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Marian Marzyński is the only filmmaker in the history of documentary cinema whose autobiographical cinematic essays encompass the fates of a Polish and Jewish immigrant. 

Meeting with the director, now living permanently in the United States, will be one of the most important events of the Festival. The Platinum Castle will be presented to Mariusz Marzyński during the award ceremony on October 19th, 2019

As early as the 1960s, he made a name for himself in Polish film, using the novel documentary method originating with the cinema vérité (based on shooting spontaneous interviews “in the street”). In the excellent Return of the Ship (1963), his camera and microphone captured the former Polish emigrants returning to their homeland aboard the M.S. Batory. From then on, the theme of exiles and wanderers from Poland would recur throughout his oeuvre. His unique Skibet (1970-2010) documents—in a very direct, first-hand fashion—the life of Polish emigrants of Jewish origin who arrived in Denmark after the events of March 1968.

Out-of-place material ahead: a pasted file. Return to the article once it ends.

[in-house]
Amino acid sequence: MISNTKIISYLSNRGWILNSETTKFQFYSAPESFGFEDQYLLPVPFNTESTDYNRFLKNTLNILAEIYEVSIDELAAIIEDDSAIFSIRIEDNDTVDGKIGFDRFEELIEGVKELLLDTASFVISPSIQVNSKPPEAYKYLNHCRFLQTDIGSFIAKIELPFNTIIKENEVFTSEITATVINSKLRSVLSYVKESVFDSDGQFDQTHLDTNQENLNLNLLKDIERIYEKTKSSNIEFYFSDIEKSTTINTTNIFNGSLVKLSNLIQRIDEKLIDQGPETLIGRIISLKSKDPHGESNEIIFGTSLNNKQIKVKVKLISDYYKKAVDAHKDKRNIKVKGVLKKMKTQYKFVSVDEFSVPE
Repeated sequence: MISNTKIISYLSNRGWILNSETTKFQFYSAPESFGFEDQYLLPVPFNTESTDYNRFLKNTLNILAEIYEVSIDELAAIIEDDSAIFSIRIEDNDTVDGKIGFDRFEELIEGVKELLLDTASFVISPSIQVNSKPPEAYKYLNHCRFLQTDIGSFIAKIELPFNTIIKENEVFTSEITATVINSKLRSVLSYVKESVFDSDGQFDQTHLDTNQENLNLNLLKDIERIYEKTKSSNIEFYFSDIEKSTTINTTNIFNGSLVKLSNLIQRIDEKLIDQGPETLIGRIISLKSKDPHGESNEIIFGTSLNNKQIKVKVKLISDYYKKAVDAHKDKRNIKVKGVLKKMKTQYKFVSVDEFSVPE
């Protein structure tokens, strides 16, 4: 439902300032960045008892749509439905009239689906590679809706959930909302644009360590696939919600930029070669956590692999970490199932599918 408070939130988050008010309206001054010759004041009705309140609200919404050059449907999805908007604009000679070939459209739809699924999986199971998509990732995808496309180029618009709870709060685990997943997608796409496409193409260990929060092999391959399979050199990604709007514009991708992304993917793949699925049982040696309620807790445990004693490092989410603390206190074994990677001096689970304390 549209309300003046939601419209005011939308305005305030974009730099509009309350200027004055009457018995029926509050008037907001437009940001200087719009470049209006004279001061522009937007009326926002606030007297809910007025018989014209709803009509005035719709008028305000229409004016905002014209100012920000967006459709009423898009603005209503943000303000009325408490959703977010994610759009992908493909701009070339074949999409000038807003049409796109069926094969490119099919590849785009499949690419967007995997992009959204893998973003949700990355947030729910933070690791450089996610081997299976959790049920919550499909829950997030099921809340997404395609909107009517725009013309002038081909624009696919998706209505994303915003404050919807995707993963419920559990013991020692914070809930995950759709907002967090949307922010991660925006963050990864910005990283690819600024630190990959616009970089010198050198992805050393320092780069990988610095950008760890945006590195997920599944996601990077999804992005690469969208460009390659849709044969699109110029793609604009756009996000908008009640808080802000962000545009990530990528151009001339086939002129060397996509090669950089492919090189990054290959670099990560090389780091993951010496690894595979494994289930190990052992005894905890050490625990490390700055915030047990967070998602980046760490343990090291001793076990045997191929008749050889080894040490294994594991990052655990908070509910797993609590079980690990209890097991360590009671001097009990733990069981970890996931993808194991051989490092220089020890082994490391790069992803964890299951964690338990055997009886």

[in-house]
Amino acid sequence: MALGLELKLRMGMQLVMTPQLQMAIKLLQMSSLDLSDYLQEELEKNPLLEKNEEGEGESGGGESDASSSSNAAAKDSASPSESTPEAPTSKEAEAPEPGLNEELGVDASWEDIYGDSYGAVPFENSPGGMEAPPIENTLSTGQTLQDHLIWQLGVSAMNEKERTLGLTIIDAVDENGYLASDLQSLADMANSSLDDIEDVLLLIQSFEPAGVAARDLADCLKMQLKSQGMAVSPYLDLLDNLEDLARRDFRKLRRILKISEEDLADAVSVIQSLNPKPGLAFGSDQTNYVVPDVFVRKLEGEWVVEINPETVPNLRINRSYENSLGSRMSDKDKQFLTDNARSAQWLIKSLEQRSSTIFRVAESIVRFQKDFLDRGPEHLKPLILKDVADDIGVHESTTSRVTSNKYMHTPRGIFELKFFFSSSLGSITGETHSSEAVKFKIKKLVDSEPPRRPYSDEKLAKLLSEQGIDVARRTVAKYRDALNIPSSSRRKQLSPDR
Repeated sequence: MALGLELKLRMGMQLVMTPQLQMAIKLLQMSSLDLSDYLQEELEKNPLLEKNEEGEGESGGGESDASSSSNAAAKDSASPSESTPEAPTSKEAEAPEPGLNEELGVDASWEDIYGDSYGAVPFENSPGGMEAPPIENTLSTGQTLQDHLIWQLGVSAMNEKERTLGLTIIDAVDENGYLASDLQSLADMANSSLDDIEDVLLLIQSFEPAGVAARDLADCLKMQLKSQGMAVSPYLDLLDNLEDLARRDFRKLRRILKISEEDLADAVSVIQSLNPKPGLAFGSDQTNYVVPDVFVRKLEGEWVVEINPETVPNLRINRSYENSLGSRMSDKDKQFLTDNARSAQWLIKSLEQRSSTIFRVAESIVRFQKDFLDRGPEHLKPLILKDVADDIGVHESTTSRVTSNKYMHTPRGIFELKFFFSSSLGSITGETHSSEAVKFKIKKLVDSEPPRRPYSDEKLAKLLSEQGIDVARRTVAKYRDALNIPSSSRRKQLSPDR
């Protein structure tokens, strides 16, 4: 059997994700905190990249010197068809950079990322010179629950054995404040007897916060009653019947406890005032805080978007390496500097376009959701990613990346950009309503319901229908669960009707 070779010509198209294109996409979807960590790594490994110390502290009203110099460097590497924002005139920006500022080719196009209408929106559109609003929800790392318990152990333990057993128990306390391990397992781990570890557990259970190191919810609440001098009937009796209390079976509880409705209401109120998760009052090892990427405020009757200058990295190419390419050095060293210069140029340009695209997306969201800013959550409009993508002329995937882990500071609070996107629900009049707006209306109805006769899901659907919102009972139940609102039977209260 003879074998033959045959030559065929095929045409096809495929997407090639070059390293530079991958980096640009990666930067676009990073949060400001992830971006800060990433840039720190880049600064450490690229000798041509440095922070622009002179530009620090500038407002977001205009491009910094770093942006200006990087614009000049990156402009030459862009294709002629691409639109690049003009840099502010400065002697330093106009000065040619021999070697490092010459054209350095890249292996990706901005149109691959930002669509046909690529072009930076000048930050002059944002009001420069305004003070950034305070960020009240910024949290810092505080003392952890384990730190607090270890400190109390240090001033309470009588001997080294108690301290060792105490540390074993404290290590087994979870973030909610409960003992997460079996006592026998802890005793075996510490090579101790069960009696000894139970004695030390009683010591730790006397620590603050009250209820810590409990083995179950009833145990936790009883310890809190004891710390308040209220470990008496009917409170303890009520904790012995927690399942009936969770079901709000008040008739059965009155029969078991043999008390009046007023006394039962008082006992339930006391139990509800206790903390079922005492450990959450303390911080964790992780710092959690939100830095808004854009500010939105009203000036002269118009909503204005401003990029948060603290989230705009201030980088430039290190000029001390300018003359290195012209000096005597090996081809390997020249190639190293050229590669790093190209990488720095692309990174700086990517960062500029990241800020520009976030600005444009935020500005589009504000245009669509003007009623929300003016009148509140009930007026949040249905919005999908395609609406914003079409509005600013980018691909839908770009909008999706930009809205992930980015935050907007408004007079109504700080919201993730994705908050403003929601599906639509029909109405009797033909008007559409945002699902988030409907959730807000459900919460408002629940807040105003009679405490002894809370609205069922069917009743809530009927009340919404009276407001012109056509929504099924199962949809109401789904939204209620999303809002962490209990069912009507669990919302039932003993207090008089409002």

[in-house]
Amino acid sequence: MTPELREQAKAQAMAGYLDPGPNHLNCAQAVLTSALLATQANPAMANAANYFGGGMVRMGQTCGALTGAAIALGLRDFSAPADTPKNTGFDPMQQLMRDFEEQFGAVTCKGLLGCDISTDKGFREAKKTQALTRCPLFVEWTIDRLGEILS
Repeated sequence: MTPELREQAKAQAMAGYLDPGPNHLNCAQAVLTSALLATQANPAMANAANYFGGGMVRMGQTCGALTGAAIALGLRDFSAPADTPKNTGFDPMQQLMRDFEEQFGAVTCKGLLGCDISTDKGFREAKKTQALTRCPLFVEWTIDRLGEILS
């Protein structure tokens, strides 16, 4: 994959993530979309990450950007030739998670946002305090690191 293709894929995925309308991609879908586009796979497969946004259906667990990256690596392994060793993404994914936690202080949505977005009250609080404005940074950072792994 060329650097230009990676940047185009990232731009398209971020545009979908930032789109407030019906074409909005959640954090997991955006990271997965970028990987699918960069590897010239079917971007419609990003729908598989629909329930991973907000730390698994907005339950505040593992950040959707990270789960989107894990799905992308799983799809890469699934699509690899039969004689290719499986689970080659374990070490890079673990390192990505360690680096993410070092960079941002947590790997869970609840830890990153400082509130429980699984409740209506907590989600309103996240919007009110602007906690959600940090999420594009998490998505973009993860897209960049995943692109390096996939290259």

Several years later, as a lecturer at a film school in the United States (Gus van Sant being one of his students), he made Return to Poland (1982), a film about Poland during the heyday of Solidarity. The autobiographical element in the latter picture, drawing on the Holocaust and Marzyński’s own story of a child who was smuggled out of the ghetto and survived, became a motif that returned in other major works concerned with his past: Shtetl (1996), Never Forget to Lie (2012) and the documentary which took 30 years to make: Anya. In and Out of Focus (2004), which portrays the growing up of his daughter. 

Three film blocks and meetings with the director are planned during the festival.

Please visit Marian Marzyński's website, comprehensively presenting the director's filmography: